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Likewise, the individual schools, should have established homework policies, guidelines and compliance monitoring systems.The Survey proposed in this article, if undertaken, should ensure that the policies are appropriate.As a lawyer who represents teacher unions and retirees nationally on pension matters, over the past semester I had shared my growing concerns regarding excessive homework at my child's school with experienced educators across the country.
For three days Governor Rick Scott warned residents to evacuate ahead of the Category 4 hurricane, grimly stating the storm was a "monster." “If you're in an evacuation area, get out," Scott said. While this teacher’s lack of judgment in a crisis was disturbing, the excessive amount and nature of homework assigned to elementary through high school students is a growing national concern.
The subject was not personal safety but the need for students to get their homework projects done—that very day—before electrical power was lost and to “make a plan” to work on it with his/her partner prior to the weekend.
and may not complete their homework until midnight or significantly later.
It is widely acknowledged by students and faculty at the school that students are often sleep-deprived. As one parent put it, “I am concerned that the School District is supporting a level of workload that detracts from family time, opportunity for family involvement, intrudes on the time allowed for regeneration and clarity, and puts students at risk of stress, anxiety, and many other health issues.” I do not believe any parent is suggesting that the academic program at a school for the arts (or any other school for that matter) should be any less rigorous as a result of re-evaluating homework.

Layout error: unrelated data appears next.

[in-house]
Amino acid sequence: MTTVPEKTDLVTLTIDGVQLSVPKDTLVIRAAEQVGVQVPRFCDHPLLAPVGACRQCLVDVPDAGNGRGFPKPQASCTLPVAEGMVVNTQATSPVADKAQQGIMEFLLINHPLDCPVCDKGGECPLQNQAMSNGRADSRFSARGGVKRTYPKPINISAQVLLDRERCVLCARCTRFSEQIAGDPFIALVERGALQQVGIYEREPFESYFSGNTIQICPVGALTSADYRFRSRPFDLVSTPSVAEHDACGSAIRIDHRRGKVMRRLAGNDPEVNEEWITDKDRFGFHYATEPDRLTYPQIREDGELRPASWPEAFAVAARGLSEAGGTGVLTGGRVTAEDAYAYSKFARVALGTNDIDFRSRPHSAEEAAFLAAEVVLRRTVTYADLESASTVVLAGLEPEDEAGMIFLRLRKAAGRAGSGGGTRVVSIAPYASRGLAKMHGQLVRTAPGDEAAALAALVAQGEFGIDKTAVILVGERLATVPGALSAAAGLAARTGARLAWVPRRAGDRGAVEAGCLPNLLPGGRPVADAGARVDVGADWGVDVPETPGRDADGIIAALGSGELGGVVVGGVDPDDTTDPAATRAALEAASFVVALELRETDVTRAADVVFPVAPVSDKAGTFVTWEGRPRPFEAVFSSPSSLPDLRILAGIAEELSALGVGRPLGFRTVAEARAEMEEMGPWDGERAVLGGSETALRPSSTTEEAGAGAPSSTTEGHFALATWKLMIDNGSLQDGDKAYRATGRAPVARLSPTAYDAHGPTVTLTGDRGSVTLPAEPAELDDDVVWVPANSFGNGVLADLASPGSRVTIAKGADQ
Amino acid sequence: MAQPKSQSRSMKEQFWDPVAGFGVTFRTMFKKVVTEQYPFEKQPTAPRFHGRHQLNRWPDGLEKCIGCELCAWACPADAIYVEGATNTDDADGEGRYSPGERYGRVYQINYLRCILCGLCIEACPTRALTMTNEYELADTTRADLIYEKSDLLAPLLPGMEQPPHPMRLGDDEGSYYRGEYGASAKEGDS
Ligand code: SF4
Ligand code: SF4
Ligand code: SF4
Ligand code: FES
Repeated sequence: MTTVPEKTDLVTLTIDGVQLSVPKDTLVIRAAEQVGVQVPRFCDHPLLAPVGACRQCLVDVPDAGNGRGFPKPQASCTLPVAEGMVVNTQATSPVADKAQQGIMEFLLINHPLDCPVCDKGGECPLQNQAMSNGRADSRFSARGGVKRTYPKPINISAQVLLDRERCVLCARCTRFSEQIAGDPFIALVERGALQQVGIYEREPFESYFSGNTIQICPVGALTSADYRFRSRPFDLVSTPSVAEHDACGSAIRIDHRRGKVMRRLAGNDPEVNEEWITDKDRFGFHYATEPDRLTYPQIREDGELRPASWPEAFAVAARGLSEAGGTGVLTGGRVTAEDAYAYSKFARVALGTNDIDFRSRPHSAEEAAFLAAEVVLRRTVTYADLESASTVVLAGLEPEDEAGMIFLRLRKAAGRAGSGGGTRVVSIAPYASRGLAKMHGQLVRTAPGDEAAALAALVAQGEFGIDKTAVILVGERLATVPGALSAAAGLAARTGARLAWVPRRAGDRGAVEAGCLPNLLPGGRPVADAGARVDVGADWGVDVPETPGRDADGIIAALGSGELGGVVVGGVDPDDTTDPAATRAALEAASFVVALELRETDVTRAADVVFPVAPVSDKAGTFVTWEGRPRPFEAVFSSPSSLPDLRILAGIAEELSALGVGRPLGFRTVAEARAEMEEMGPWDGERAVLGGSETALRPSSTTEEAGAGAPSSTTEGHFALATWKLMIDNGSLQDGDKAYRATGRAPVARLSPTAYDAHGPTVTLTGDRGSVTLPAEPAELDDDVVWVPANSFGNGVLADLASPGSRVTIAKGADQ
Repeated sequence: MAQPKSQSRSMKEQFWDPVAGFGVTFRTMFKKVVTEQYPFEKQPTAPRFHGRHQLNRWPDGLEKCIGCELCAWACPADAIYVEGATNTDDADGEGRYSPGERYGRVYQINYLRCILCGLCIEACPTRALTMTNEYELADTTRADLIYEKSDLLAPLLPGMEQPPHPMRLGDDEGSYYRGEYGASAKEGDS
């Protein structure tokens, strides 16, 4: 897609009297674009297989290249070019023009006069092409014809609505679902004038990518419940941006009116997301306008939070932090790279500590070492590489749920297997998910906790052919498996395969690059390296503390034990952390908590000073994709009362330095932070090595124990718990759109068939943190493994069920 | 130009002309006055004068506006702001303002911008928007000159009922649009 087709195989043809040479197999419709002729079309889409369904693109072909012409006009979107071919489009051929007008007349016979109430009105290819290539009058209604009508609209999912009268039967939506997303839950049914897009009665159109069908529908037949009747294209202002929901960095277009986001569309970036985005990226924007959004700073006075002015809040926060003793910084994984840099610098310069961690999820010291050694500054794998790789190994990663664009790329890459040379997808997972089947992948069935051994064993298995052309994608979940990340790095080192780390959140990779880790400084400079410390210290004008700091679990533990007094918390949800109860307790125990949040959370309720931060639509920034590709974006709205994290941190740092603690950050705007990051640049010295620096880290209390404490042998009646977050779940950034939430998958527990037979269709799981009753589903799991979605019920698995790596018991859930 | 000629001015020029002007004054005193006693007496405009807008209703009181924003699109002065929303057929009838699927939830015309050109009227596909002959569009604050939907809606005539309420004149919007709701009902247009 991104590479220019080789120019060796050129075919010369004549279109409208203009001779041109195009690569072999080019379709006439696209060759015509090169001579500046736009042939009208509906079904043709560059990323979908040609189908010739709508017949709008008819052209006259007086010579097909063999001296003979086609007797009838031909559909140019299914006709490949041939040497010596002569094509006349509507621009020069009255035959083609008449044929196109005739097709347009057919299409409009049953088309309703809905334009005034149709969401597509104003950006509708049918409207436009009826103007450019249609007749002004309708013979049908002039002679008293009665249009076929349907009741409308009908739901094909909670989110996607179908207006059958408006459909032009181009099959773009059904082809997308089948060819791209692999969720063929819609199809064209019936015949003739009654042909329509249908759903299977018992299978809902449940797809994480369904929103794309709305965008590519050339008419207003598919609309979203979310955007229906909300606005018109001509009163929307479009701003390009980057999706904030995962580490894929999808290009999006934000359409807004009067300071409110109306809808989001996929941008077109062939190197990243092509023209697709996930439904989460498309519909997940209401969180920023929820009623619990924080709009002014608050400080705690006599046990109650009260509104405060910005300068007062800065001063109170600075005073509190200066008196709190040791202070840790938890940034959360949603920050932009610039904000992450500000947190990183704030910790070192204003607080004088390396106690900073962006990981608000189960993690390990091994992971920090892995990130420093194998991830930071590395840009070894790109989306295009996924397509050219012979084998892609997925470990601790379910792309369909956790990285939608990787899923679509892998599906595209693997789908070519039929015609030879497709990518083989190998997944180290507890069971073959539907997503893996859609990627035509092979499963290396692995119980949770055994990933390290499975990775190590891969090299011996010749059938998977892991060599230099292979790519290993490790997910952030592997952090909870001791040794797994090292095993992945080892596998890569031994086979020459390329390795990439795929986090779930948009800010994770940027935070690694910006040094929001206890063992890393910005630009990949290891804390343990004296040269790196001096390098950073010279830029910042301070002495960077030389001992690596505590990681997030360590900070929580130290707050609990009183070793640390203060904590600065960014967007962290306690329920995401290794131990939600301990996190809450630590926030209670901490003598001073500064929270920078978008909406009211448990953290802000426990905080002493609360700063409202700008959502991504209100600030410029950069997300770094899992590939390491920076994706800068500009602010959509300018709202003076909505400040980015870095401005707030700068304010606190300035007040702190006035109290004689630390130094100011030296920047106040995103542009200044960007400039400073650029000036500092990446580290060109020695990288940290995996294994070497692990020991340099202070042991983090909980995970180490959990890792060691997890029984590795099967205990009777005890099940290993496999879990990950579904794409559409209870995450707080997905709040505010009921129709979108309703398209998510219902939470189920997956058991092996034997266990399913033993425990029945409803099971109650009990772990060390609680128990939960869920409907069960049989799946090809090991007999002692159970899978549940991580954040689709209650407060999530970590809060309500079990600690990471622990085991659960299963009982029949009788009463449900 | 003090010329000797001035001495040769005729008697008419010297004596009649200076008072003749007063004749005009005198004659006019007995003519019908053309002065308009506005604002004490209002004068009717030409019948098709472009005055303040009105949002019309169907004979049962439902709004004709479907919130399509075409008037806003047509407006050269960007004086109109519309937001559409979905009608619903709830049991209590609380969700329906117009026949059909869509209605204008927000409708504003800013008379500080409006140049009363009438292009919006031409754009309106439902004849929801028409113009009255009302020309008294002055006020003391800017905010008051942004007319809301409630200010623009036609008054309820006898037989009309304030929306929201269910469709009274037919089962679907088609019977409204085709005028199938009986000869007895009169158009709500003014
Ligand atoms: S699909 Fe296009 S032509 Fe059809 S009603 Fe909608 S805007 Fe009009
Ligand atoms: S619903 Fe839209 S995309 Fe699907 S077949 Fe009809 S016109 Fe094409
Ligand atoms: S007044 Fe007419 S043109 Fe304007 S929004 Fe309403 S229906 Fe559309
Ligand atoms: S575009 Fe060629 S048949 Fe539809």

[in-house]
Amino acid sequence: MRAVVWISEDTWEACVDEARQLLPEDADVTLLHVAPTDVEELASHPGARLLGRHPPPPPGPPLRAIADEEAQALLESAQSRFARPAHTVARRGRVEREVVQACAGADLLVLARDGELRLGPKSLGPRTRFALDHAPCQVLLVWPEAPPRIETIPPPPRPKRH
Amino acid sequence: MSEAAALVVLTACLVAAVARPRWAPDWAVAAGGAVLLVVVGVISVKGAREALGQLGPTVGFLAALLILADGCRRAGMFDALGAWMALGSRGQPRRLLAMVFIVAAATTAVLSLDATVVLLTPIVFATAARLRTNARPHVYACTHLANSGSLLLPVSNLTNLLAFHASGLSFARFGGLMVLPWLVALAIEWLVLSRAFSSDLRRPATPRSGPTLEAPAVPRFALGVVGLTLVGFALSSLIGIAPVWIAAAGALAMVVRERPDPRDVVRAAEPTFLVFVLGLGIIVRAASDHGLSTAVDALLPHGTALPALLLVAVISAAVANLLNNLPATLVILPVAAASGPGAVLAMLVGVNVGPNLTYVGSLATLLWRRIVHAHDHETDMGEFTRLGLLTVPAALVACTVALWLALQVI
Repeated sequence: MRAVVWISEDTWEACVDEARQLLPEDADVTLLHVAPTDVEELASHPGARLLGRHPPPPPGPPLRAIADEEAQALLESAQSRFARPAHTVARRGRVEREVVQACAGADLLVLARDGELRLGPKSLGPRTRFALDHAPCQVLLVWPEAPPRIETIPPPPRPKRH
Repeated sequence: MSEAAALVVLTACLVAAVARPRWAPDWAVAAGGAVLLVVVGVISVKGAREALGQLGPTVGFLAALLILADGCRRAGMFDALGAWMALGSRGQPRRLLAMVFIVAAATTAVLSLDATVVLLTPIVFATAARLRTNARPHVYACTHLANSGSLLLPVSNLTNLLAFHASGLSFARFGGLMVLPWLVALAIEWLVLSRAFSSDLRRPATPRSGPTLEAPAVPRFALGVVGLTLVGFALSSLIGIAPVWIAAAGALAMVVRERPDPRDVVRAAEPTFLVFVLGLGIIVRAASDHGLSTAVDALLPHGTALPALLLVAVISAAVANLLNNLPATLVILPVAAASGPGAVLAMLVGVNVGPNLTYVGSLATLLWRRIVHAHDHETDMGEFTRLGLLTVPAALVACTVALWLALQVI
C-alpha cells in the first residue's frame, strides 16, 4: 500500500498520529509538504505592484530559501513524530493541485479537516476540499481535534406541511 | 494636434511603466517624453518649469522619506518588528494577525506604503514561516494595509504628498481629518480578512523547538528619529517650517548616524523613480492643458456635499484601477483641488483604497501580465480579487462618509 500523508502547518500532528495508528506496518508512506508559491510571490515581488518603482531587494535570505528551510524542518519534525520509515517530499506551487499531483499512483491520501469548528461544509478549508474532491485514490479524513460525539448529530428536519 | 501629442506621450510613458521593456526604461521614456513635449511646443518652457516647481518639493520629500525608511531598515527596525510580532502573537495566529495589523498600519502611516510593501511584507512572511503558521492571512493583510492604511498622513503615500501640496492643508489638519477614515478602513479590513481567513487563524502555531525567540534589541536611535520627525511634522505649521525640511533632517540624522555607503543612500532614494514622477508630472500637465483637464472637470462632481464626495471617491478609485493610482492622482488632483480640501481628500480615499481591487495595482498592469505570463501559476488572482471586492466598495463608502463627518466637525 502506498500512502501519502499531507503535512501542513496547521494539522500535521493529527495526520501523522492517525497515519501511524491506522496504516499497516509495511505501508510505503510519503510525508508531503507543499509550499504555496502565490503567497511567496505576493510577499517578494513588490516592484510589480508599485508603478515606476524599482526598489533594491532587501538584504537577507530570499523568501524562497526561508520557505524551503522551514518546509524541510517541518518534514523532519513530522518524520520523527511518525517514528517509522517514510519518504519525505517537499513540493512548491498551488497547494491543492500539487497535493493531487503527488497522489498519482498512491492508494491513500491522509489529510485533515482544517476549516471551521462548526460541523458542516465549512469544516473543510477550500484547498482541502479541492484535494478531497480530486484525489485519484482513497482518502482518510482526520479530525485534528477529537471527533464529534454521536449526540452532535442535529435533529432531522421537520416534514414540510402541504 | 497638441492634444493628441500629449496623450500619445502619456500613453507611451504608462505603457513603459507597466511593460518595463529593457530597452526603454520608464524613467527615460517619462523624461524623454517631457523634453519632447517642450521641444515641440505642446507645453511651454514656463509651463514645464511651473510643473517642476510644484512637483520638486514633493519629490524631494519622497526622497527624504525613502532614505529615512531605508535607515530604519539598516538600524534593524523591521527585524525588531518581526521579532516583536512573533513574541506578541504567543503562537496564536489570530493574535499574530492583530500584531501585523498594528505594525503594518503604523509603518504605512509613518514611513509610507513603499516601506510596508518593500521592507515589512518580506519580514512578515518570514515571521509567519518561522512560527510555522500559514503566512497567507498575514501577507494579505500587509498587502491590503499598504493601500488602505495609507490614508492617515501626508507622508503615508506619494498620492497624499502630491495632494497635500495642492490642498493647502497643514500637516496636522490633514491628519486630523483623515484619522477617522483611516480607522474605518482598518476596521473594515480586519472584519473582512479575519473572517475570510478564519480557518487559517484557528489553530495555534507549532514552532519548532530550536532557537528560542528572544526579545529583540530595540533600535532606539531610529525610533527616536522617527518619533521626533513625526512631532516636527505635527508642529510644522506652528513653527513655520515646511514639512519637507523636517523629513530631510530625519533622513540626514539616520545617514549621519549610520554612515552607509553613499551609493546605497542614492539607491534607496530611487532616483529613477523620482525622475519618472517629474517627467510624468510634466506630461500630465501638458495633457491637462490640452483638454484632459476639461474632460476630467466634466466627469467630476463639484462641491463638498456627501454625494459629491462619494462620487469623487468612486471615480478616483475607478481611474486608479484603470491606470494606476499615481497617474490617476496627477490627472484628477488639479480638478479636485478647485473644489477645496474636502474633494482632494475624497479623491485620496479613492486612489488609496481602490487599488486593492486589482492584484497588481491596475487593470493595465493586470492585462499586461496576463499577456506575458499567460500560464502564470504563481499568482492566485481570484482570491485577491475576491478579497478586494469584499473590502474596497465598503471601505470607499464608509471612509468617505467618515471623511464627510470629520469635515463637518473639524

As the former Director of Compliance for a leading global money manager, I can tell you that establishing policies without procedures for monitoring compliance with those policies are as worthless in schools as on Wall Street. The standard for homework, endorsed by the National Education Association and the National Parent-Teacher Association, is the so-called "10-minute rule" -- 10 minutes per grade level per night.
That translates into 10 minutes of homework in the first grade, 20 minutes in the second grade, all the way up to two hours for high school seniors.
Ask that parents be provided with any information indicating that homework loads are limited to any such applicable standards.
It is my understanding that many students nationally—in all grades—regularly are assigned more than two hours of homework nightly.
More is not necessarily better when it comes to homework.
A 2014 study showed that the impact of excessive homework on high schoolers included high stress levels, a lack of balance in children's lives and physical health problems such as ulcers, migraines, sleep deprivation and weight loss.